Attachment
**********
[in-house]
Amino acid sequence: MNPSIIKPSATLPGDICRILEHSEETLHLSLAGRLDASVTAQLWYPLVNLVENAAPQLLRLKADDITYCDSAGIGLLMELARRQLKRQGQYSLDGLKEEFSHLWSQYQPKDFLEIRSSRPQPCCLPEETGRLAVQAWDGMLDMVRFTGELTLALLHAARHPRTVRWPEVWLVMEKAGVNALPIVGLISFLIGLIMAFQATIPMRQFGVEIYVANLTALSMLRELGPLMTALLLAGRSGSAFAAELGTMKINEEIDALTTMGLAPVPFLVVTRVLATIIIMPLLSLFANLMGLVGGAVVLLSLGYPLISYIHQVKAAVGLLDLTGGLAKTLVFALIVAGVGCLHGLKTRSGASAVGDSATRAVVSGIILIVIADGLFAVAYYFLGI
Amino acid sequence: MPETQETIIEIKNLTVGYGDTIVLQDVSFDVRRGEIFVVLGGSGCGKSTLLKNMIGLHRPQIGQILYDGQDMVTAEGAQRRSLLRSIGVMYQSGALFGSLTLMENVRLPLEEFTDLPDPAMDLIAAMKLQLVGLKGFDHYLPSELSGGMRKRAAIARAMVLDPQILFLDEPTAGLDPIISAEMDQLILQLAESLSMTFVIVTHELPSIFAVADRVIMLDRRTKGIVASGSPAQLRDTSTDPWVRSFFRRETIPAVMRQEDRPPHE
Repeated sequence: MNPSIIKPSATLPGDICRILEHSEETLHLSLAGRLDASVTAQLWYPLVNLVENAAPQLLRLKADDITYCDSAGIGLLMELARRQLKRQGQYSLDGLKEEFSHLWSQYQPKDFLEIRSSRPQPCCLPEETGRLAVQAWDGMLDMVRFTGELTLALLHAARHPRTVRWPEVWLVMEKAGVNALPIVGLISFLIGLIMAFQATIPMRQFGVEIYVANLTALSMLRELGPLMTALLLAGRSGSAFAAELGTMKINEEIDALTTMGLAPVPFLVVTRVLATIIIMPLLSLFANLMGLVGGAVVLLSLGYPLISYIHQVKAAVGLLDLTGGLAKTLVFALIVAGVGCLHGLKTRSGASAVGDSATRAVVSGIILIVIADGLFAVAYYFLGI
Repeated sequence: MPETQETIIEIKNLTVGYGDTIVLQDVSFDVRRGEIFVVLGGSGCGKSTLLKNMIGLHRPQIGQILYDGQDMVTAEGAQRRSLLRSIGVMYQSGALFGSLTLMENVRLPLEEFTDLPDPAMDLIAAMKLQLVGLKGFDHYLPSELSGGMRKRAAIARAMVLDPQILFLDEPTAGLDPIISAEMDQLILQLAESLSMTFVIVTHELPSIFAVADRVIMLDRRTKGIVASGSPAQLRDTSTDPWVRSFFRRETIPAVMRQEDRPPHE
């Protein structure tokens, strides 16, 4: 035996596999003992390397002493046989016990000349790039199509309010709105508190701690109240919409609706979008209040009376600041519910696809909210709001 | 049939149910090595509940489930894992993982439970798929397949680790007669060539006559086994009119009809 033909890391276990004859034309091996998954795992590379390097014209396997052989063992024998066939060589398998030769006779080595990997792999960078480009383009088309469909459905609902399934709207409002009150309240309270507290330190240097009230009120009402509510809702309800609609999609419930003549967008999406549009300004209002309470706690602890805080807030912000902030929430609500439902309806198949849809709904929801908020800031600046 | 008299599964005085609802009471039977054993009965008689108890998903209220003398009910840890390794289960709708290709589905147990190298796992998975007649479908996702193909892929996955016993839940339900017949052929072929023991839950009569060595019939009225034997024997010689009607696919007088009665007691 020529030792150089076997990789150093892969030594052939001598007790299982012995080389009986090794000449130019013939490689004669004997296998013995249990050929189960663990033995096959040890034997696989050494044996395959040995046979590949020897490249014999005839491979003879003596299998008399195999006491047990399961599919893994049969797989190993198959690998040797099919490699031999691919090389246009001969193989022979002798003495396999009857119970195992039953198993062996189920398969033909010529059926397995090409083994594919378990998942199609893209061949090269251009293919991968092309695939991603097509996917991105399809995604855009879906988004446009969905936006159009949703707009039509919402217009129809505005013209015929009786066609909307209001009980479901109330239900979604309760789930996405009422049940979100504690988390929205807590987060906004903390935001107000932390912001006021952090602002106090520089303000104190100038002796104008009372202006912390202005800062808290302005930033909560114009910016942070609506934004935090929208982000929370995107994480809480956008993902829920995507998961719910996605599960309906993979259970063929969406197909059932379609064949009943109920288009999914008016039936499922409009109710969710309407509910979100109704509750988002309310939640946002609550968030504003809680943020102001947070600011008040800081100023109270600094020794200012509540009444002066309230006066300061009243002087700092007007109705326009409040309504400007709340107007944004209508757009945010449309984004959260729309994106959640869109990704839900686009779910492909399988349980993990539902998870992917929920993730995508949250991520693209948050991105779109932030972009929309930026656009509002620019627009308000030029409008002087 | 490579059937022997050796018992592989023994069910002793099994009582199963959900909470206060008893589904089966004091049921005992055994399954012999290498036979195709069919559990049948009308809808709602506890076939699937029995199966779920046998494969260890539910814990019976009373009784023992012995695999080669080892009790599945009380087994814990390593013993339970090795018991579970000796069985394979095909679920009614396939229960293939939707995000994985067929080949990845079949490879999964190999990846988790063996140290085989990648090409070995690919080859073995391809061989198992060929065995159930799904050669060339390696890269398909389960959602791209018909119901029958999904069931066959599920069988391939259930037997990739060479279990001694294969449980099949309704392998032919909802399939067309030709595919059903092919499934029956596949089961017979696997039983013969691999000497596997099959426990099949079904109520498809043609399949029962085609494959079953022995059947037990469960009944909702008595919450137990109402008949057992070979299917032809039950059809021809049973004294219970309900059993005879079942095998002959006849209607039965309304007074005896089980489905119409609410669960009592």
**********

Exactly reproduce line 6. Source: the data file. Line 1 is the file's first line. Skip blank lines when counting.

């Protein structure tokens, strides 16, 4: 035996596999003992390397002493046989016990000349790039199509309010709105508190701690109240919409609706979008209040009376600041519910696809909210709001 | 049939149910090595509940489930894992993982439970798929397949680790007669060539006559086994009119009809 033909890391276990004859034309091996998954795992590379390097014209396997052989063992024998066939060589398998030769006779080595990997792999960078480009383009088309469909459905609902399934709207409002009150309240309270507290330190240097009230009120009402509510809702309800609609999609419930003549967008999406549009300004209002309470706690602890805080807030912000902030929430609500439902309806198949849809709904929801908020800031600046 | 008299599964005085609802009471039977054993009965008689108890998903209220003398009910840890390794289960709708290709589905147990190298796992998975007649479908996702193909892929996955016993839940339900017949052929072929023991839950009569060595019939009225034997024997010689009607696919007088009665007691 020529030792150089076997990789150093892969030594052939001598007790299982012995080389009986090794000449130019013939490689004669004997296998013995249990050929189960663990033995096959040890034997696989050494044996395959040995046979590949020897490249014999005839491979003879003596299998008399195999006491047990399961599919893994049969797989190993198959690998040797099919490699031999691919090389246009001969193989022979002798003495396999009857119970195992039953198993062996189920398969033909010529059926397995090409083994594919378990998942199609893209061949090269251009293919991968092309695939991603097509996917991105399809995604855009879906988004446009969905936006159009949703707009039509919402217009129809505005013209015929009786066609909307209001009980479901109330239900979604309760789930996405009422049940979100504690988390929205807590987060906004903390935001107000932390912001006021952090602002106090520089303000104190100038002796104008009372202006912390202005800062808290302005930033909560114009910016942070609506934004935090929208982000929370995107994480809480956008993902829920995507998961719910996605599960309906993979259970063929969406197909059932379609064949009943109920288009999914008016039936499922409009109710969710309407509910979100109704509750988002309310939640946002609550968030504003809680943020102001947070600011008040800081100023109270600094020794200012509540009444002066309230006066300061009243002087700092007007109705326009409040309504400007709340107007944004209508757009945010449309984004959260729309994106959640869109990704839900686009779910492909399988349980993990539902998870992917929920993730995508949250991520693209948050991105779109932030972009929309930026656009509002620019627009308000030029409008002087 | 490579059937022997050796018992592989023994069910002793099994009582199963959900909470206060008893589904089966004091049921005992055994399954012999290498036979195709069919559990049948009308809808709602506890076939699937029995199966779920046998494969260890539910814990019976009373009784023992012995695999080669080892009790599945009380087994814990390593013993339970090795018991579970000796069985394979095909679920009614396939229960293939939707995000994985067929080949990845079949490879999964190999990846988790063996140290085989990648090409070995690919080859073995391809061989198992060929065995159930799904050669060339390696890269398909389960959602791209018909119901029958999904069931066959599920069988391939259930037997990739060479279990001694294969449980099949309704392998032919909802399939067309030709595919059903092919499934029956596949089961017979696997039983013969691999000497596997099959426990099949079904109520498809043609399949029962085609494959079953022995059947037990469960009944909702008595919450137990109402008949057992070979299917032809039950059809021809049973004294219970309900059993005879079942095998002959006849209607039965309304007074005896089980489905119409609410669960009592």